Just one diesel engine is available in the Discovery Sport: a 2.0-litre Ingenium unit which, along with offering better fuel economy and lower emissions, is also smoother and quieter than the chatty 2.2-litre that powered the Sport's predecessor, the Freelander. Improved engine mounts and a stiffer chassis have also made the updated 2019 Discovery Sport noticeably more refined.
Available in three states of tune (150hp, 180hp and 240hp), the 180hp as tested was a little sluggish, despite the decent performance numbers. Push down the accelerator to get things moving and you’ll find a lot of power arriving all too quickly and can catch you unawares.
With a standard nine-speed automatic gearbox, the 180hp version as tested registers a 0-60mph time of 9.4-seconds, while the 240hp model takes 7.4 seconds.
There’s an option of a 2.0-lire turbocharged petrol engine, which comes in two performance outputs of 200 and 250hp, badged as the P200 and P250.
The P200 has a 0-60mph time of 8.6 seconds compared to 7.3 seconds in the P250 with a top speed of 139mph. The P250 is the better option of the two petrol options, just like the D180 the P200 it feels like it’s working hard to keep the Discovery Sport moving.
On and off the road
There is a good compromise between on road agility and off-road capability with the Discovery Sport. On road it’s composed, borrowing a lot from the Range Rover Evoque, with a completely revised rear suspension which helps with interior space. The Discovery Sport includes a wide range of equipment for off-road driving.
While not exactly living up to its Sport name, it boasts improved handling as well. The steering is car-like and impressive for an SUV and reacts quickly, making it good fun to drive on a twisty back road.
There isn’t much feedback through the steering wheel, which can make it harder to ascertain what’s going on at the front end. Still, there’s plenty of grip thanks to the four-wheel-drive system and that raised driving position means the Sport is easy and relaxing to drive.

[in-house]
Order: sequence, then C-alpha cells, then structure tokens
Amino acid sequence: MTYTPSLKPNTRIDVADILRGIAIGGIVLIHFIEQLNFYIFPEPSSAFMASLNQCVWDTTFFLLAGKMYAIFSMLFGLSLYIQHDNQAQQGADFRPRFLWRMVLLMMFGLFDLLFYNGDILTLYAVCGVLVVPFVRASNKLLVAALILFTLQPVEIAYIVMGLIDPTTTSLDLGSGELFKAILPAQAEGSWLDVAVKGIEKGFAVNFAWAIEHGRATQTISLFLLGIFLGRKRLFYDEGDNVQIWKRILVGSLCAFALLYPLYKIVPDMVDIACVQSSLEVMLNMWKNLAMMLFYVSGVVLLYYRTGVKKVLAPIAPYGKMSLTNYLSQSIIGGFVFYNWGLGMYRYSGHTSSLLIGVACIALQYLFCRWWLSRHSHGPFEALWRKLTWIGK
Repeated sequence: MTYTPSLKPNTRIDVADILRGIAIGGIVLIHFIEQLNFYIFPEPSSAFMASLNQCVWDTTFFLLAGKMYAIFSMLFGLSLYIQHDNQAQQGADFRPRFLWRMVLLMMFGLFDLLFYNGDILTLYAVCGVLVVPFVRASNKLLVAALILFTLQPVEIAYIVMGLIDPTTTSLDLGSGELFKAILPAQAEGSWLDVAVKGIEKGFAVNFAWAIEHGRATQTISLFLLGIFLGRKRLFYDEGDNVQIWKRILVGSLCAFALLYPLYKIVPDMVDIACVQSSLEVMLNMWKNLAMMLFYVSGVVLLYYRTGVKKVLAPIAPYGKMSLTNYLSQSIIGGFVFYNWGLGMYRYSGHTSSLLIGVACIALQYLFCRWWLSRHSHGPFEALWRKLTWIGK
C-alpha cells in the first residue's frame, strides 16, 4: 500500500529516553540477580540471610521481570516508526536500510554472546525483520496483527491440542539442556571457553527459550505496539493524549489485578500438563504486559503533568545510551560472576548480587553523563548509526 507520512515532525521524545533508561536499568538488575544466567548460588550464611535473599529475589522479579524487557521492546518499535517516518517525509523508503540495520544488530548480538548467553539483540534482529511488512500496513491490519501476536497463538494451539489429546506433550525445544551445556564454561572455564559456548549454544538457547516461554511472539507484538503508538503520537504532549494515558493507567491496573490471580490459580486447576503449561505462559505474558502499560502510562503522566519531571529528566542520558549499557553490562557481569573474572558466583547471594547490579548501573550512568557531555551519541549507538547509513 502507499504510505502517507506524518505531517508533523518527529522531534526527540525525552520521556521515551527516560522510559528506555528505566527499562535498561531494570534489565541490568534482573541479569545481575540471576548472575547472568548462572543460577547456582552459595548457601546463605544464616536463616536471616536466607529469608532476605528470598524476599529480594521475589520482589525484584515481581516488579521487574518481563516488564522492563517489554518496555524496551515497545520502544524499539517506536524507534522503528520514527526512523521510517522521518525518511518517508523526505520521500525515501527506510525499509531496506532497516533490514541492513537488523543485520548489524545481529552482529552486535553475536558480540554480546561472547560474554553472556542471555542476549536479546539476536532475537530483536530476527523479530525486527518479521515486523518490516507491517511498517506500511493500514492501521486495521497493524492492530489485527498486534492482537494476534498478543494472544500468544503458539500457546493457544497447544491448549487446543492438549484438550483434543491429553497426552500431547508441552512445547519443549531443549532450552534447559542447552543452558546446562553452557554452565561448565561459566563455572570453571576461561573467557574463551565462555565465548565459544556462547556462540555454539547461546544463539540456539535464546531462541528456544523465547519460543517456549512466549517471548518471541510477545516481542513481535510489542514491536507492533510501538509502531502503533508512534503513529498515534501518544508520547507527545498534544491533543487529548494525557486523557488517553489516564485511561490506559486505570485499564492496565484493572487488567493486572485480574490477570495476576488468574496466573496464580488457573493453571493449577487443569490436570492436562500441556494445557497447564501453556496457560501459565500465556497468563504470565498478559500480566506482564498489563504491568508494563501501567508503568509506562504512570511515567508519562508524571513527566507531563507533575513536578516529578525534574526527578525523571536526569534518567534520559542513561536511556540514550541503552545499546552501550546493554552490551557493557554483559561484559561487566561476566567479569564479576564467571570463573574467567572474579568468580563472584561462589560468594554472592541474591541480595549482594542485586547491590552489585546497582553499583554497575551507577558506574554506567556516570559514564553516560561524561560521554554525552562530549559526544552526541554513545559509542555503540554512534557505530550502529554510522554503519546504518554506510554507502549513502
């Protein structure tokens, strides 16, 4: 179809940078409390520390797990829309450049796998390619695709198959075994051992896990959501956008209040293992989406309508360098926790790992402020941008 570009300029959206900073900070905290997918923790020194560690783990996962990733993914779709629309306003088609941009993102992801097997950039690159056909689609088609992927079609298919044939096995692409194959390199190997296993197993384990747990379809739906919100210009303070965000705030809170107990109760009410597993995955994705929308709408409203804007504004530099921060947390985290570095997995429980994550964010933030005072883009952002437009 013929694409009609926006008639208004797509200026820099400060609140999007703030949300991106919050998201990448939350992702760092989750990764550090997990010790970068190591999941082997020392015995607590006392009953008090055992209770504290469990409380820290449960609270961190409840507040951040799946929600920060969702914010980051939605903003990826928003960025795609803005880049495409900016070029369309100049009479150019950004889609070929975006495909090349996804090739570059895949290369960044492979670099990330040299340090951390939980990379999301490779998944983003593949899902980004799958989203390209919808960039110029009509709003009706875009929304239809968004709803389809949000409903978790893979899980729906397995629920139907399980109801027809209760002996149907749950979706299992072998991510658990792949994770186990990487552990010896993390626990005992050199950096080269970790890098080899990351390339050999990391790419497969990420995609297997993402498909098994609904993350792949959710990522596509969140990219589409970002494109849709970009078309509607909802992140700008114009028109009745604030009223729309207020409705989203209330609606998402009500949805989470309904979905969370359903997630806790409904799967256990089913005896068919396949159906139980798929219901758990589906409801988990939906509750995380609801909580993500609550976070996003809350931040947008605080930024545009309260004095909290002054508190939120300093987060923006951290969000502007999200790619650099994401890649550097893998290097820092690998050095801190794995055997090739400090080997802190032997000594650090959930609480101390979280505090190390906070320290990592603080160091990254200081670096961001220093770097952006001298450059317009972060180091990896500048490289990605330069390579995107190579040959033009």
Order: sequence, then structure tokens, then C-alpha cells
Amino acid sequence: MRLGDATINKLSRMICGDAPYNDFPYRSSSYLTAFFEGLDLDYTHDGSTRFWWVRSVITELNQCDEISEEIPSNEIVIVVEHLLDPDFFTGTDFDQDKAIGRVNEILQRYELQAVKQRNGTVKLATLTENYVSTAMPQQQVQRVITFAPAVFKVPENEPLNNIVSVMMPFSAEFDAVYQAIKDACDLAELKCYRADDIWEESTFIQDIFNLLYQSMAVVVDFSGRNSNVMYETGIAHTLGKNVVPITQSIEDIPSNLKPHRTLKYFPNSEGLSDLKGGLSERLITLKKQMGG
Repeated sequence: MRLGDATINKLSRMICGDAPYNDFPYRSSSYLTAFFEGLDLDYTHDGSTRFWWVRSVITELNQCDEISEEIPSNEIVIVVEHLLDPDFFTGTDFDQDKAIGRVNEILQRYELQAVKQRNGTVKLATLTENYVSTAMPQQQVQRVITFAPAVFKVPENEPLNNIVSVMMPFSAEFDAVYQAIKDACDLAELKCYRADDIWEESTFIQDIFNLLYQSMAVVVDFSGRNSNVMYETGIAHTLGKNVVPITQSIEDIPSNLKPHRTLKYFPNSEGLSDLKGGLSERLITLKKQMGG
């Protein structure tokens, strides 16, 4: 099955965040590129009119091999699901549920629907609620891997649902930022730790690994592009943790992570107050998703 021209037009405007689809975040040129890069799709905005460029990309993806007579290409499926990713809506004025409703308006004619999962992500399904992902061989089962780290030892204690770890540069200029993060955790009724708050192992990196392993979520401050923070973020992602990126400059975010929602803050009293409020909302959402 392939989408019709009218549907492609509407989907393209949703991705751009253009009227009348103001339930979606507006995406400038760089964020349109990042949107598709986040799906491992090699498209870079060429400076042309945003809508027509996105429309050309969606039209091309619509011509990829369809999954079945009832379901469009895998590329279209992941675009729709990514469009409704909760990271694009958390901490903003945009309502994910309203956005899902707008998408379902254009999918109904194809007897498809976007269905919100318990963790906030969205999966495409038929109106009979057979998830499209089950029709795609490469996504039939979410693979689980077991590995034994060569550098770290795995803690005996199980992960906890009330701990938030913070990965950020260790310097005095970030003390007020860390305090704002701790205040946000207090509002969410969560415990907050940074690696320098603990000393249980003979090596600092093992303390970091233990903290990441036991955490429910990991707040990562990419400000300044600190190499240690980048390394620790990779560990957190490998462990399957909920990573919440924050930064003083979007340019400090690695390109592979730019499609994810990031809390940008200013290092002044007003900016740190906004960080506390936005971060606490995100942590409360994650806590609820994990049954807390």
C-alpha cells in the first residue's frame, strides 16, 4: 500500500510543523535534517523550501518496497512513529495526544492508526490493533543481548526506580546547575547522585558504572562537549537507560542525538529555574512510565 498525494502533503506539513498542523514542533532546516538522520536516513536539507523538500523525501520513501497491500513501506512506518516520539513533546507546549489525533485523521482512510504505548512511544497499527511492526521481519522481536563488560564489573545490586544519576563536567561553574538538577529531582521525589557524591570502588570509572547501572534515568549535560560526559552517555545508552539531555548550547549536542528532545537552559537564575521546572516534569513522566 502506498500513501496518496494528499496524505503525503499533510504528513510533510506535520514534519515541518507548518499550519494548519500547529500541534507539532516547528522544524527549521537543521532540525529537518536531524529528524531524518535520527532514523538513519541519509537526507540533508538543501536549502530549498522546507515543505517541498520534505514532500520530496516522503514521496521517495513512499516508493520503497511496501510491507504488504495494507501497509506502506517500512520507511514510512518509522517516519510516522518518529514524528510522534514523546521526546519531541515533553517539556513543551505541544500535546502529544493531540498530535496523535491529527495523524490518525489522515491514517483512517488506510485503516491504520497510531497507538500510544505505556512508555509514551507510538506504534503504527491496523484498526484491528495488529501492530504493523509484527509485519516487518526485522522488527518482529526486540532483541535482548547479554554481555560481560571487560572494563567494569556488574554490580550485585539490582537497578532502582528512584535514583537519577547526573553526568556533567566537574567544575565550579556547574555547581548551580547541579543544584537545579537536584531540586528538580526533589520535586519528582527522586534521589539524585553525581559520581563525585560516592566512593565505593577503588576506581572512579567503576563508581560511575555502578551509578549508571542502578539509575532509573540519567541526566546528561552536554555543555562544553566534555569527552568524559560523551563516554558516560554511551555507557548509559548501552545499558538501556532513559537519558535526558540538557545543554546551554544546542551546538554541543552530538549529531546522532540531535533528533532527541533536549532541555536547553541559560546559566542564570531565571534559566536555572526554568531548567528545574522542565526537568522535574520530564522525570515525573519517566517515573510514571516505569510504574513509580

Somewhat naturally given its heritage, the four-wheel drive all-terrain capability is the Discovery Sport's selling point. Even if you don't plan to take the car off the road, it’s good to know the Terrain Response system will always optimise grip. You can choose to tweak the setup to tackle a variety of surfaces, such as mud, sand, snow and rocks. When the terrain gets more rugged, though, the Discovery Sport takes it all in its stride.
With a wading depth of 600mm of water, and small overhangs on the front and rear bumpers, allowing the Discovery Sport to navigate through more challenging environments compared to some of its segment competitors..
The original Discovery Sport scored a full five-star rating in Euro NCAP crash-testing in 2014 and did significantly better than the Evoque in the adult, child and pedestrian protection categories at that time. This new 2019 Disco Sport has yet to be tested by Euro NCAP, but I see little reason why it shouldn’t again be awarded the full five stars.
Standard safety kit includes automatic emergency braking, nine airbags and various electronic stability systems to improve grip. There’s also a pedestrian airbag mounted at the base of the windscreen and two ISOFIX child seat mounts in the second row –plus a third on the front passenger seat.
Land Rover's Terrain Response system is fitted to all models. This allows you to select the type of surface you’re driving on, including snow, sand and rocks and adjusts the car to cope accordingly. There’s also hill-descent control, which controls the brakes to stop the Sport running away from you down a steep slope.
Another cool trick is Land Rover’s Advanced Tow Assist, which when reversing, essentially does the counter-steering for you, by transforming one of the rotary dials in the car into the steering knob.
Overall, the Sport in its name refers to exterior aesthetics for an active, outdoorsy lifestyle rather than how it drives. However, as a comfortable, versatile and attractive family SUV with more off-road capability than most will ever require, there is much in the new Disco Sport to warrant its recommendation.